I already have a Monokai theme installed in Terminal, as so:

enter image description here

I was wondering how I could get the rest of the Monokai (as Sublime uses) into Terminal? Like, making the prompt (Gamma@~) colored, etc.

Here is my current .bash_profile file:

export PATH=/usr/local/bin:$PATH
export CLICOLOR=1
export LSCOLORS=gxBxhxDxfxhxhxhxhxcxcx
export PS1="\u@\w $ "
alias ls='ls -G'

Thank you very much! I know this question is rather vague, but I cannot seem to find a PS1 color scheme that matches Monokai.


See this answer on the Unix & Linux SE. There are a number of additional colors that can be used in a 256 color terminal.

You can view the colors in Terminal, and see their codes, by running this bash script. (There is a also a color chart in the above linked post, or IMO a more readable chart here.)



while [ $color -lt 245 ]; do
    echo -e "$color: \\033[38;5;${color}mhello\\033[48;5;${color}mworld\\033[0m"

Once you determine the colors you want, and have the color codes, you can use them in a PS1 prompt like shown below.

48;5;# where # is the color number you want, sets the background color.

38;5;# again # replaced with the color number, sets the foreground color.

In my case I wanted the default background that Terminal set when it was launched, and I use 0 to note this. (You can also see that toward the end of the sequence \[\e[0m\] - same idea, using 0 to reset everything to the default.)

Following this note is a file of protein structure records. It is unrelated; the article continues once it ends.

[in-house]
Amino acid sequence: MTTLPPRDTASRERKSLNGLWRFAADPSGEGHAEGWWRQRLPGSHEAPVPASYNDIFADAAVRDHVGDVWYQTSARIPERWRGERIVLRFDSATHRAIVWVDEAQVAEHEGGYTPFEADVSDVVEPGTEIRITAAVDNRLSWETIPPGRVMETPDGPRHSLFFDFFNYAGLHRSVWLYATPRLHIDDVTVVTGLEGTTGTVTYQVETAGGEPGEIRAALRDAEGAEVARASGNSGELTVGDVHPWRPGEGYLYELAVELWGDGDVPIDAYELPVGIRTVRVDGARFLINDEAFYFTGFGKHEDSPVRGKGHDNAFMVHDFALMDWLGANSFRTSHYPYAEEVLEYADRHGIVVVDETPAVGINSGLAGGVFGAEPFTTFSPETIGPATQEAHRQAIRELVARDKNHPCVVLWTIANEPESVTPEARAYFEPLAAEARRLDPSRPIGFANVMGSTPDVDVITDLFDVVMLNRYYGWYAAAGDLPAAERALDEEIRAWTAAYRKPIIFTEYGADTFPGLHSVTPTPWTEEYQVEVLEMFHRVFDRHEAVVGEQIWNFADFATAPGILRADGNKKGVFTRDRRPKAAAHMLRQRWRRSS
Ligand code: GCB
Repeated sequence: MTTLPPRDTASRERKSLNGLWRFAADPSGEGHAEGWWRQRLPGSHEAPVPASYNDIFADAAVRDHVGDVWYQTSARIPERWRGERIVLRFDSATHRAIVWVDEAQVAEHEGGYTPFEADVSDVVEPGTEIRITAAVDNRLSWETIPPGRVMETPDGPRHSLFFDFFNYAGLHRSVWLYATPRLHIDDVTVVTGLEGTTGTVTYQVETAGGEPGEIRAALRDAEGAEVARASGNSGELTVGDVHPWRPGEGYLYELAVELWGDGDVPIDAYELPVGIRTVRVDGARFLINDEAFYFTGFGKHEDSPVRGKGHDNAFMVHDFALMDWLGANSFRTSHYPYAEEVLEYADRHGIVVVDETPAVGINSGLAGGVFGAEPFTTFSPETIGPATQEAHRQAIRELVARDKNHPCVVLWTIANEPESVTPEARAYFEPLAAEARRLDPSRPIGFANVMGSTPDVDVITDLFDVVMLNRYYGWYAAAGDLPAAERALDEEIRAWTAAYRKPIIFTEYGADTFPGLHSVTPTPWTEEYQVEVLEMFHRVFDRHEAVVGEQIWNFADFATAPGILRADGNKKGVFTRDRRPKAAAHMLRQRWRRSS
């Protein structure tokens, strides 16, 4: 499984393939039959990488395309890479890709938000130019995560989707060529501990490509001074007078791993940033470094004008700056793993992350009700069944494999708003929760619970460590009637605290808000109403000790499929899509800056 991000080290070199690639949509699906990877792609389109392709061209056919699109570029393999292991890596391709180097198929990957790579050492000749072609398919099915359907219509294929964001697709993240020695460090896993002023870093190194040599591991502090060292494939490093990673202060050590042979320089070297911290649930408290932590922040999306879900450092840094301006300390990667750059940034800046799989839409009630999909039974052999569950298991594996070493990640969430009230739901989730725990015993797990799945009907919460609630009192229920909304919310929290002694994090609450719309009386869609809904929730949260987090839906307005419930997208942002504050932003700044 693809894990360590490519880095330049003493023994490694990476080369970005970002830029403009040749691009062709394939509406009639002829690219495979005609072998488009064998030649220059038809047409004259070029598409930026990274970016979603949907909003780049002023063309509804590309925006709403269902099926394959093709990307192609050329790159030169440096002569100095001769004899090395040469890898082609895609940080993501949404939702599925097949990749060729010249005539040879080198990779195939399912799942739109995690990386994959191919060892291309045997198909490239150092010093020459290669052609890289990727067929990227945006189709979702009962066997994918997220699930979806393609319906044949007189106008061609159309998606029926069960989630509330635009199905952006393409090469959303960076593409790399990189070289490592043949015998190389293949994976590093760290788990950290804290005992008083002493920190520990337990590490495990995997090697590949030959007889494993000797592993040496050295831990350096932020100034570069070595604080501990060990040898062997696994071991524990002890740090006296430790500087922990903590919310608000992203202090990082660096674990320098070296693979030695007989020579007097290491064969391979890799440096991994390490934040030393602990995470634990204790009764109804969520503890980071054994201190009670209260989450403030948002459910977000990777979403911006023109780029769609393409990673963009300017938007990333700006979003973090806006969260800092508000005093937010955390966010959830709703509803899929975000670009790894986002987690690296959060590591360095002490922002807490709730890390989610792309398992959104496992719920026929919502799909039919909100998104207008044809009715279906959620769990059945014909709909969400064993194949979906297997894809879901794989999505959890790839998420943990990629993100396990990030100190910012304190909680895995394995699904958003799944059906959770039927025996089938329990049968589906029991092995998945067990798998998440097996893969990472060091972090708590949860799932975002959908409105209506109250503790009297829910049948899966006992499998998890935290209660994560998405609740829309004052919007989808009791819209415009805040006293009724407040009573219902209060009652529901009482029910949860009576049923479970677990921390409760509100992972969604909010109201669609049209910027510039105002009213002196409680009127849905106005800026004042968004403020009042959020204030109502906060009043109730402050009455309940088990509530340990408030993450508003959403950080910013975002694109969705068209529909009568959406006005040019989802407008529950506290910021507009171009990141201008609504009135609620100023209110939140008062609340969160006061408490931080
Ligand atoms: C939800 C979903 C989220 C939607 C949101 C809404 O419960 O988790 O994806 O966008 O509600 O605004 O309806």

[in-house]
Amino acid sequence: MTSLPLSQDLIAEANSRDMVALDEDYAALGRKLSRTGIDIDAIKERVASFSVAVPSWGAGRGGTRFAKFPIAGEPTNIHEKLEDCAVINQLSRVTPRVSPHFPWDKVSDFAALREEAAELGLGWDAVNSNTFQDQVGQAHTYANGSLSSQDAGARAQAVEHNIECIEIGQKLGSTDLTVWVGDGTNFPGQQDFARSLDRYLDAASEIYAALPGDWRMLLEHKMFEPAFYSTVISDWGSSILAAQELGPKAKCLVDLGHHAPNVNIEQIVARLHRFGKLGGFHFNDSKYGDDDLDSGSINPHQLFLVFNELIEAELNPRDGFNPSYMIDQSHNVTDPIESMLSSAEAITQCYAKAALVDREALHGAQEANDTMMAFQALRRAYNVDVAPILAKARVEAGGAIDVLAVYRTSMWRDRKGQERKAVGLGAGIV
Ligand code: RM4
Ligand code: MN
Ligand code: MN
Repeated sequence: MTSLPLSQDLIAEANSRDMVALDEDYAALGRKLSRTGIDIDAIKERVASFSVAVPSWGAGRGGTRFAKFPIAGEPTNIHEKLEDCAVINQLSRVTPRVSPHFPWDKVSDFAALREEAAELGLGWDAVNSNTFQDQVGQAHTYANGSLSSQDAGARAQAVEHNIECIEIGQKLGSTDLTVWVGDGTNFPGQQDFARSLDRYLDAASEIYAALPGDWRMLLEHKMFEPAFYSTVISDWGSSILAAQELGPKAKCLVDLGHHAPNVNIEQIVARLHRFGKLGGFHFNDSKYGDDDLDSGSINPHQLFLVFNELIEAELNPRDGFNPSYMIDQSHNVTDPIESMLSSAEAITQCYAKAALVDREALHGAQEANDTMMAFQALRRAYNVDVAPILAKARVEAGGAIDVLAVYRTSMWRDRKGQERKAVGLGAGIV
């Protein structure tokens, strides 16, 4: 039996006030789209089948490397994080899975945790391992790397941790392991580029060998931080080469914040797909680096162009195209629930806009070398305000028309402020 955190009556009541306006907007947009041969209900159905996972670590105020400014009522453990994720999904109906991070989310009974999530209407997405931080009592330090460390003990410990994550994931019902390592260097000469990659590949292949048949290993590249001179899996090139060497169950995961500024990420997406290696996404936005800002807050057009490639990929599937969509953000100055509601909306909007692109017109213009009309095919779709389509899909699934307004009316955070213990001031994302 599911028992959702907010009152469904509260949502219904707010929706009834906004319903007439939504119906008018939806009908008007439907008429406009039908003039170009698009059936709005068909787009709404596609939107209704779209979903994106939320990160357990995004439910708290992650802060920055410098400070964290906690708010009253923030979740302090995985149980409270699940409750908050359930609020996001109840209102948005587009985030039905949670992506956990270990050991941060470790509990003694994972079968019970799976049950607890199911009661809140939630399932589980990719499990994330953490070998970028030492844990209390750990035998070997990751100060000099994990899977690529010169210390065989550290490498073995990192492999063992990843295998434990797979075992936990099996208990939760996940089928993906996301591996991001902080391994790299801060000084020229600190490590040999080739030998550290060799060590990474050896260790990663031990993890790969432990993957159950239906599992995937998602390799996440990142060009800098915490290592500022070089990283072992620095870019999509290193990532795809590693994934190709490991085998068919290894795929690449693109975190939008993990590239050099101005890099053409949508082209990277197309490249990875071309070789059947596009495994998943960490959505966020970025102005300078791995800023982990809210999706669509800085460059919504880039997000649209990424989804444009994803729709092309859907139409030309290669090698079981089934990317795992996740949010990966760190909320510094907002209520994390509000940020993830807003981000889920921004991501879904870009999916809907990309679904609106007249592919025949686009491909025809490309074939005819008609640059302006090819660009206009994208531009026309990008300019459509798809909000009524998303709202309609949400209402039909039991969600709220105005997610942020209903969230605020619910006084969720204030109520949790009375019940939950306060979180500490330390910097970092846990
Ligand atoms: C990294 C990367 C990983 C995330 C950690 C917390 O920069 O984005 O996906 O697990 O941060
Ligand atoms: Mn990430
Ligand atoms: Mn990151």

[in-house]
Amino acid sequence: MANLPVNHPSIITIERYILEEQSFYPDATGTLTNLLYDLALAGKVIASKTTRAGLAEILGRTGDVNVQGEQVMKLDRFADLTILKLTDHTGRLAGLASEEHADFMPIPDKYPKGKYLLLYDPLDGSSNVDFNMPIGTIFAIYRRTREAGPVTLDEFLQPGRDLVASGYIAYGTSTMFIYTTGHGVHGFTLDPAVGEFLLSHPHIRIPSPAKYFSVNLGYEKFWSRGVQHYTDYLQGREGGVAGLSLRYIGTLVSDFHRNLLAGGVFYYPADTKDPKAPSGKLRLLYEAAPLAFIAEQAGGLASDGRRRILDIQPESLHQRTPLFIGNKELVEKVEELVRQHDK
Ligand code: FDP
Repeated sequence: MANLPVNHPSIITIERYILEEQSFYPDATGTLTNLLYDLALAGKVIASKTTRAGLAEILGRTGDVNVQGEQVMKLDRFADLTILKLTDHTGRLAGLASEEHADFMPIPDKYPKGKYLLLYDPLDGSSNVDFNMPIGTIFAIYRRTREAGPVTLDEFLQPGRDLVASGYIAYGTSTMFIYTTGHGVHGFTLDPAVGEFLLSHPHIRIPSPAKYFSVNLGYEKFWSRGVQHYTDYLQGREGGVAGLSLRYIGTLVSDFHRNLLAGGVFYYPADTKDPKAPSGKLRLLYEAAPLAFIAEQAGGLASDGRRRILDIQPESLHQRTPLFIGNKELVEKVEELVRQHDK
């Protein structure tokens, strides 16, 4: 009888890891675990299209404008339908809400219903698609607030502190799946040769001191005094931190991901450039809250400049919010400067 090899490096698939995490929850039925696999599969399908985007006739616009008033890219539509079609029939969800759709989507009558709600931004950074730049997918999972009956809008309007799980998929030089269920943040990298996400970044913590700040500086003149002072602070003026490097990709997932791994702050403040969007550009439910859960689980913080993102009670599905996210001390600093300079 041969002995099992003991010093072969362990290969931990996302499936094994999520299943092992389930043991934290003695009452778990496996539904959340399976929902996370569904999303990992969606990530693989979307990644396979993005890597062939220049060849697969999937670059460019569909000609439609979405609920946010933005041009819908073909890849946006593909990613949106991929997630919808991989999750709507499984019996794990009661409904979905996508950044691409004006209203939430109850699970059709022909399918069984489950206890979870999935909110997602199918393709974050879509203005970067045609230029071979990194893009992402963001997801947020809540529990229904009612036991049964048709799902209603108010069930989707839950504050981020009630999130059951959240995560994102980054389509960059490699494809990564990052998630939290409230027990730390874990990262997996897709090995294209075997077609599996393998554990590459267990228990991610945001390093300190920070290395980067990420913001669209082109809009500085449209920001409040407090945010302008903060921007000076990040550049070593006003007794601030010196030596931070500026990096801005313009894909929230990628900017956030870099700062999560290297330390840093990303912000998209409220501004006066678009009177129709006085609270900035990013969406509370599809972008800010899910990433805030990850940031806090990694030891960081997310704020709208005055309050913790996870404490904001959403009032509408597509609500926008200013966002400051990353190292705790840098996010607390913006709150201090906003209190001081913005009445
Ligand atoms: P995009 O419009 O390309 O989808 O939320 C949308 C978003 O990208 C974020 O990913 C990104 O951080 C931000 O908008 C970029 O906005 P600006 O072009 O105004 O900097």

export PS1='\[\e[0;38;5;166m\]\u@\H\[\e[0m\] \w $ '

The below screenshot shows my original, default prompt, and then how it looks when I sourced .bash_profile after defining PS1:

enter image description here

| improve this answer | |
  • I've started using iTerm2 and zsh, but this is still relevant. Thanks! – CodeSammich May 22 '16 at 5:29

Not a direct answer to your question, but have you looked at iTerm? It comes with several additional features on top of Terminal, and you can download and install a whole bunch of sweet themes on top of it. Apart from iTerm, I can also recommend zsh, which is just an additional layer on top of the bash shell, and if you use the oh-my-zsh plugin, again, you get a whole bunch of pre-cooked themes and prompts.

| improve this answer | |

You must log in to answer this question.

Not the answer you're looking for? Browse other questions tagged .